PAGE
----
Wednesday, September 10, 2014

What the heck is this?



  A few weeks back I was coming home from church when I noticed this unusual craft anchored in the bay off of Graveyard Island. I didn't know if it was a submarine, a boat or what. I was surprised a week or so later when I saw the same boat on the Anchorage news. It is named simply, A. According to the Sun Sentinel it is owned by a Russian billionaire  who named it after himself (Andrey Milnechenko, and his super model wife, Aleksandra. It is reported to be 394 feet long and having a price tag of a cool $300 million. I can think of other ways to spend $300,000,000.00. That's just the initial cost. As the owner of a boat that initially cost me a cool $16,000.00 I can promise, that no matter how much you spend on a boat, it will just be the beginning of sorrows. The difference between him and me is that he can afford to make the repairs. Oh, he may be a billionaire now, but by the time he gets done owning the boat, he'll most likely be in debt to some shipyard or another. From what I can gather, the boat interior is lined with, I believe shark hides, dyed white and the chairs are comprised of alligator hides and kudo horns. I think if I were to spend that kind of money on a boat, I'd want it to at least look good. This thing looks kind of goofy to me. He ought to at least have put some trolling poles on it. Then he could write it off on his taxes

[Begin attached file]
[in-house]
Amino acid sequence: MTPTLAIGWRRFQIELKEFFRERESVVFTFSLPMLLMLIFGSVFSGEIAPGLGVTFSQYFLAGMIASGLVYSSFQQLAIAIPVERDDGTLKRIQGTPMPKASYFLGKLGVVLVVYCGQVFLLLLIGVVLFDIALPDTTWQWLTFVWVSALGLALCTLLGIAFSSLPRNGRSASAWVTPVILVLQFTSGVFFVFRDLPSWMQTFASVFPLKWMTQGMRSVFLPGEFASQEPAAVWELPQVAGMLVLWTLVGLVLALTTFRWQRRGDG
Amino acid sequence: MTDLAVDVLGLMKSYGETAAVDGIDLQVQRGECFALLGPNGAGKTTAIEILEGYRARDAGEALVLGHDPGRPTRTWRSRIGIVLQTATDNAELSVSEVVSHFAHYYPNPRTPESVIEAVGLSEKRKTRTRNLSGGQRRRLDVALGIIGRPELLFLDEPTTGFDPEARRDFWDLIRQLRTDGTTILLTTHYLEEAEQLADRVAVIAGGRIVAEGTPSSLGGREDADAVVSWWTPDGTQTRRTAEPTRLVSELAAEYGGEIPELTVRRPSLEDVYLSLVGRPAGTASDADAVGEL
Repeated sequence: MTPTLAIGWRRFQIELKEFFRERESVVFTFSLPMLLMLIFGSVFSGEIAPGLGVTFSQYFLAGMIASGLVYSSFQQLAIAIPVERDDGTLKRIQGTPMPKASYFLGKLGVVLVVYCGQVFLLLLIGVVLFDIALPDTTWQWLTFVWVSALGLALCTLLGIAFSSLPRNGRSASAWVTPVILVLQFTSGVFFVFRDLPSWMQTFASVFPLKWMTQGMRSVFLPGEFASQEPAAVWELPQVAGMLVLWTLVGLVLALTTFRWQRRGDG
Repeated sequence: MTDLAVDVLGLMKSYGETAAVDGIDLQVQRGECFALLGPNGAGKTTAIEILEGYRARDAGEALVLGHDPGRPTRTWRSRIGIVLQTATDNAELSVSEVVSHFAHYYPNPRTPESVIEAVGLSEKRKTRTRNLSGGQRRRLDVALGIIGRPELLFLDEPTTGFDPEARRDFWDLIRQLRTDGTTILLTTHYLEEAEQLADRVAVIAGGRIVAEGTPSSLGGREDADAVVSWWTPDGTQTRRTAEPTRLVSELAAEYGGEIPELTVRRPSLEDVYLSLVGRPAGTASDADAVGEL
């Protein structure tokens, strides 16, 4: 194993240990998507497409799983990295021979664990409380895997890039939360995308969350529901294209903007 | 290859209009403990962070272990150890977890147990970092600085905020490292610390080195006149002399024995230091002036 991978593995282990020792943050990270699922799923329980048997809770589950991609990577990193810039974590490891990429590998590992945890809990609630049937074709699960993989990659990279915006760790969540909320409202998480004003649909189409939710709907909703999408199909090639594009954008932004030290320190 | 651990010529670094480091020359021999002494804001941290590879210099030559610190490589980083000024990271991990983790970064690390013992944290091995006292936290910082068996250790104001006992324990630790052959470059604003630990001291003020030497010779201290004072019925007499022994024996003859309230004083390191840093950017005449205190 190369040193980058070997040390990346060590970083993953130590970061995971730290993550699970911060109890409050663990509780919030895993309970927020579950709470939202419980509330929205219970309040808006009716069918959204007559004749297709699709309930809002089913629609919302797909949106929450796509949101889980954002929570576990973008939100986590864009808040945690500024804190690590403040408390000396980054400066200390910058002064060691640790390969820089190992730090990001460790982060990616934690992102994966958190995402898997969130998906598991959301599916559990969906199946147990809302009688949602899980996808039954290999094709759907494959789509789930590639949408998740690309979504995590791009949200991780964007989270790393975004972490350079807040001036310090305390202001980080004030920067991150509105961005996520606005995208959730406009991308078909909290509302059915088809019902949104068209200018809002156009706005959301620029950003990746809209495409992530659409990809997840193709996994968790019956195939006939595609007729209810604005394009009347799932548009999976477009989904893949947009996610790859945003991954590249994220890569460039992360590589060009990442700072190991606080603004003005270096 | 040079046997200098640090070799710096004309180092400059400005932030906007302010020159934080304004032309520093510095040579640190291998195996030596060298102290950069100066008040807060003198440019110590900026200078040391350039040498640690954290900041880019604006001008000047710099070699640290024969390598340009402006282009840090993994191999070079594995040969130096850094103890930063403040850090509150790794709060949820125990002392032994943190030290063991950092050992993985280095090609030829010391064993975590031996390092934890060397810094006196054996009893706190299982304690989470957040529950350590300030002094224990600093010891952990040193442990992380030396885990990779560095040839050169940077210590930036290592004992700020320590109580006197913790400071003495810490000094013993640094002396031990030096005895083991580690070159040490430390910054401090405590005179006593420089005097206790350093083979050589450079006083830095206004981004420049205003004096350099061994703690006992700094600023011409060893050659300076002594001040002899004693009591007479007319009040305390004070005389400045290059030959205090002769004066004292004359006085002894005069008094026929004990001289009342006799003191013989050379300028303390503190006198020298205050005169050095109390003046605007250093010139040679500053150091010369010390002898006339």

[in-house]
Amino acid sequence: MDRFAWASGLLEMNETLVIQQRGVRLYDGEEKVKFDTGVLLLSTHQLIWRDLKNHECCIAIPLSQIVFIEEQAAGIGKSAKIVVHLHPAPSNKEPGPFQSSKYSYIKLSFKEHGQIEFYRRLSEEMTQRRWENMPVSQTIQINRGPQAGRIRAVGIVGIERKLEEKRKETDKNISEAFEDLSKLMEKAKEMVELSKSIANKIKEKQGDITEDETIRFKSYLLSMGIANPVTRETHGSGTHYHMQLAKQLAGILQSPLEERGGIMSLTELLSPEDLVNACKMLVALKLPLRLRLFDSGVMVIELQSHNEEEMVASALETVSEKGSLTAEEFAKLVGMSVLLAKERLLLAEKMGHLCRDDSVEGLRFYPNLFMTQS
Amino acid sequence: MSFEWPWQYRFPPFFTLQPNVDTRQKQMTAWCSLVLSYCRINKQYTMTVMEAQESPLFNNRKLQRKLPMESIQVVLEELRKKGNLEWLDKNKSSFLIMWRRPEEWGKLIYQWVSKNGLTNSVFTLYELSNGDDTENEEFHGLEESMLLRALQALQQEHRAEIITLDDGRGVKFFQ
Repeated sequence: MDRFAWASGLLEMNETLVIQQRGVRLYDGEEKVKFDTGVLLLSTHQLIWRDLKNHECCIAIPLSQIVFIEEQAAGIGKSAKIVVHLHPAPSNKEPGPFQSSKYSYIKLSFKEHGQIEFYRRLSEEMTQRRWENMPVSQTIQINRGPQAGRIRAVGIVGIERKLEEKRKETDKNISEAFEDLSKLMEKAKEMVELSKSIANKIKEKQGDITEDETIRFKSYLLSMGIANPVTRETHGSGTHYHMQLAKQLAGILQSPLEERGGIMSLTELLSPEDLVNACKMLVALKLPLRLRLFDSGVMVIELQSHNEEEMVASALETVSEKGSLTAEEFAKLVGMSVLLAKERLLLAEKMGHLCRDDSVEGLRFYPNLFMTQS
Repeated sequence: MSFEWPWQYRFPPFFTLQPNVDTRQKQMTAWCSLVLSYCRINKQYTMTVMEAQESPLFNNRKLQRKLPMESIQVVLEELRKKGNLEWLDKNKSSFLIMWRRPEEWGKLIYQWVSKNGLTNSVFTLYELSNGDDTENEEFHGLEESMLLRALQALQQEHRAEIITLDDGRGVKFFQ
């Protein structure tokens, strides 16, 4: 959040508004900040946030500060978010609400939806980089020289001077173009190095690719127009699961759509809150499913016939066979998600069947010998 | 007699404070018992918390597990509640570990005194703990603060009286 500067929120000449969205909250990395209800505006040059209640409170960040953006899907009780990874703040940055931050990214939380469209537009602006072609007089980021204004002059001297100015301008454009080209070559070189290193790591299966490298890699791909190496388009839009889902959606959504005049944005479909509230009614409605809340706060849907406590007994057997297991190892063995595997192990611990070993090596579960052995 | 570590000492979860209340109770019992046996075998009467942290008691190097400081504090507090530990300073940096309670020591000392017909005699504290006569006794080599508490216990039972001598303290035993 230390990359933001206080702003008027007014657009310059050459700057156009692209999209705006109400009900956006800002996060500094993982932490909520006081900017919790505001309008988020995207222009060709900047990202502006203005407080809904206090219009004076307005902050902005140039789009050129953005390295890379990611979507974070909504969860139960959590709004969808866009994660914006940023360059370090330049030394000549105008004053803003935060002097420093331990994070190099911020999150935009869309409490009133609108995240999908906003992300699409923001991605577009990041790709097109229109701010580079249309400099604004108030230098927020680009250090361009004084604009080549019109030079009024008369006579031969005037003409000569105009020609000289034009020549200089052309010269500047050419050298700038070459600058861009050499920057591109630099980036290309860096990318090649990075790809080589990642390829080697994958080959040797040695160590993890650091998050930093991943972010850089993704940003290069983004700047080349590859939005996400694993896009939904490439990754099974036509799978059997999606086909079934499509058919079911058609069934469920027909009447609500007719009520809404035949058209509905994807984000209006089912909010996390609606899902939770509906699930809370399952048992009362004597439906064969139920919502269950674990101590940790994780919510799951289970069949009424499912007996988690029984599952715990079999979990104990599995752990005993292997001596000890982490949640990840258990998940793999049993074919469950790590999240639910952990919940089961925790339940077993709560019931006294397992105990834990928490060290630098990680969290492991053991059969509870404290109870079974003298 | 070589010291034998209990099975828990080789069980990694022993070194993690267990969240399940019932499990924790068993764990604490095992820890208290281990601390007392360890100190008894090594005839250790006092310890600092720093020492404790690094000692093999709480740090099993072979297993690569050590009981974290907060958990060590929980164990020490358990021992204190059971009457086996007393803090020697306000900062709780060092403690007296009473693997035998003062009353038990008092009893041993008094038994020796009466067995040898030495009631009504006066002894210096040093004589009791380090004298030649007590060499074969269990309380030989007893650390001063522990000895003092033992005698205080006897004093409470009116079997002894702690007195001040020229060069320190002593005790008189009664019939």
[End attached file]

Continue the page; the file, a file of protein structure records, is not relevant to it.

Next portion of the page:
Wednesday, September 3, 2014

You'll Get Through This